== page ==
After I had turned my antique stereoscope into a 3D animated GIF viewer, I began looking for ways to create my own 3D footage, preferably not limited to animated GIFs. I ended up building a stereoscopic camera from two ESP32 Camera boards. It records 3D videos (or stereoscopic pictures) on SD cards in a format that can be (dis)played by the stereoscope’s two TTGO T4 boards. The viewer can download recordings from the cameras over WiFi.
DIY stereoscopic (3D) video & photo camera with two ESP32-CAM boards
Building a prototype was quite simple because I could use code and techniques from my previous projects. Experiments with a TTGO T-Camera Plus board showed that 176×144 px frames (FRAMESIZE_QCIF) could be written to the on-board (SPI) SD slot at about 8 fps. This looked like the maximum size for this board, basically limited by its SD write speed. But then I realized that AI Thinker ESP32-CAM boards have a faster SD_MMC SD slot…
Over the SD_MMC bus in 4-bit mode* (about 2x faster than SPI), ESP32-CAM boards can write 240×176 frames (HQVGA) to the SD card at an acceptable frame rate > 9 fps. My benchmark tests showed that the (more consistent) 1-bit mode is only slightly slower. Moreover, this mode lets you control the flashlight via GPIO 4.
The exposed GPIO pins of ESP32-CAM boards can be used for synchronizing the frame shots taken by both cameras, using the technique that I had developed for the 3D viewer.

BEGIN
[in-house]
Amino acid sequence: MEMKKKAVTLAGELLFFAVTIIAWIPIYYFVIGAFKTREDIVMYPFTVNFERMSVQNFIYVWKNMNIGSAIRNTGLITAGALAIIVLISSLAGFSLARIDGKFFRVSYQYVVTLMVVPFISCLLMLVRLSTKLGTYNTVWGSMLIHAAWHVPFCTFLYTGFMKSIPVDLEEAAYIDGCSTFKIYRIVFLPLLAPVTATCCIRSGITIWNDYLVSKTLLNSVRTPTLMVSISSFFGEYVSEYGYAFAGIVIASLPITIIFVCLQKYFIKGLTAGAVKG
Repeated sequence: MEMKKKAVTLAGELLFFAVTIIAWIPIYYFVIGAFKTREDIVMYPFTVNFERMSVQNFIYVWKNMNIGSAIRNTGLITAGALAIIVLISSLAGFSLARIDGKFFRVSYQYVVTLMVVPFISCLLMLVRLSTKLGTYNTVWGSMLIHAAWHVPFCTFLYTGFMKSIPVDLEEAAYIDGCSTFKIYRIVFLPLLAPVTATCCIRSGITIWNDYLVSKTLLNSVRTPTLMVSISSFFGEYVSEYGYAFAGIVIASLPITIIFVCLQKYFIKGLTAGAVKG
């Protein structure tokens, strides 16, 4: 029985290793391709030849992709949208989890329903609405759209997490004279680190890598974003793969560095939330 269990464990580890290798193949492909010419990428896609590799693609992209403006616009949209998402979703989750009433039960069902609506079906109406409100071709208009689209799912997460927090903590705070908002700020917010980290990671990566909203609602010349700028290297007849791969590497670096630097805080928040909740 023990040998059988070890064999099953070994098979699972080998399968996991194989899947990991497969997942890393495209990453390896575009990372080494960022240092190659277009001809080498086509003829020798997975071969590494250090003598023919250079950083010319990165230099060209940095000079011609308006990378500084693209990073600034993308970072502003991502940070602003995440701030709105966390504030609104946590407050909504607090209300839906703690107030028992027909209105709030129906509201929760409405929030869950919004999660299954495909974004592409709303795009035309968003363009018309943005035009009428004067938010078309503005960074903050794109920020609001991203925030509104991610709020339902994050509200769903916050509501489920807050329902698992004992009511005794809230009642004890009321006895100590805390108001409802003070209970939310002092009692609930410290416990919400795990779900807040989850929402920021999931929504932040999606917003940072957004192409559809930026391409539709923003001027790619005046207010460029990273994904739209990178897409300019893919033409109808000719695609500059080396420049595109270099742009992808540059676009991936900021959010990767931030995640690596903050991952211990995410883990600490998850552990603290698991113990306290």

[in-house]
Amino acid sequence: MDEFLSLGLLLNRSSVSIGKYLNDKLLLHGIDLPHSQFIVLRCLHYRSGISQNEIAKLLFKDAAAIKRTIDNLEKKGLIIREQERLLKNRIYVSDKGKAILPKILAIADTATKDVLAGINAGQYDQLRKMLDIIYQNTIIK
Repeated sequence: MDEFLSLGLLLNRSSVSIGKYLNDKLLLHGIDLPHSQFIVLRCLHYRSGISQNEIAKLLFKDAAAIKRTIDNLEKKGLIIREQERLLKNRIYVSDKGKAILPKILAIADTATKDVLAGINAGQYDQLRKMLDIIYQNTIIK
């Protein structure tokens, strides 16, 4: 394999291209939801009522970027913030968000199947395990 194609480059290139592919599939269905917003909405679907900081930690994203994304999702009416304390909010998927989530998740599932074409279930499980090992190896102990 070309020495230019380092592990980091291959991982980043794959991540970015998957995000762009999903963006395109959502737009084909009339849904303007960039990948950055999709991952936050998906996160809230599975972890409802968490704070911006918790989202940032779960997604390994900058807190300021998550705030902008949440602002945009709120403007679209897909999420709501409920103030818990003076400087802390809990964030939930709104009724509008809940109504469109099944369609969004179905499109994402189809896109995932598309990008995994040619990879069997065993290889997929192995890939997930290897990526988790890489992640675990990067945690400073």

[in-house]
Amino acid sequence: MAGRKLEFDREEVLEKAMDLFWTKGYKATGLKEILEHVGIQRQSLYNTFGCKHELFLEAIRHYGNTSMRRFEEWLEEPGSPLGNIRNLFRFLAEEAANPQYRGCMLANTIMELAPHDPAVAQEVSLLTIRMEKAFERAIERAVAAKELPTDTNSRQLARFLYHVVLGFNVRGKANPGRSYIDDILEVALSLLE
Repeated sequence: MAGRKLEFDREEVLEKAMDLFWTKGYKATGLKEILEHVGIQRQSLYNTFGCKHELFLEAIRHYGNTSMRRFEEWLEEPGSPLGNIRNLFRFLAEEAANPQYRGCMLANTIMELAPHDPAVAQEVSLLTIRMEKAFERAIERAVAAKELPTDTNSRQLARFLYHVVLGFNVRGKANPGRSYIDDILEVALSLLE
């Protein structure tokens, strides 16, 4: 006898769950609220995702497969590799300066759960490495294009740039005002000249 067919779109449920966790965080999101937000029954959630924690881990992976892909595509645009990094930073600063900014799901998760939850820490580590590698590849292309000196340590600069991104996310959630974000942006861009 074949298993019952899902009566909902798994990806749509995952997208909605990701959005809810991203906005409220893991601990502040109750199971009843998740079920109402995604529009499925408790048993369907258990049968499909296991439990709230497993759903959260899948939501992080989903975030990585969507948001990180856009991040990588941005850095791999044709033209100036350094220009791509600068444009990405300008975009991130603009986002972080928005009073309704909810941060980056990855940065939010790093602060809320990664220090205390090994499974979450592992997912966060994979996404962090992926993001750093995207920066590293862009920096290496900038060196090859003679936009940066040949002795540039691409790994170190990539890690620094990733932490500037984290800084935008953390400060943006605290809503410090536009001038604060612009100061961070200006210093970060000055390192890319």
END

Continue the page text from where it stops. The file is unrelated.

Fritzing schematic: the cross-wired Rx and Tx pins are used for frame synchronization
When it comes to reading recorded frames from SD card, the TTGO T4 boards in the viewer can easily achieve higher frame rates than the cameras, so in order to play my own recordings in real time, I had to include short delays after each frame.
So for now, my viewer shows 3D movies in 240×176 format (maximum duration is determined by the SD card’s free space), while pictures are displayed full screen.
*A well known consequence of accessing the SD slot of ESP32-CAM modules in 4-bit mode is that the flashlight will flash during SD transactions, as it is hard-wired to SD_MMC pin 4. That’s why I prefer the only slightly slower 1-bit mode, which is still considerably faster than SPI.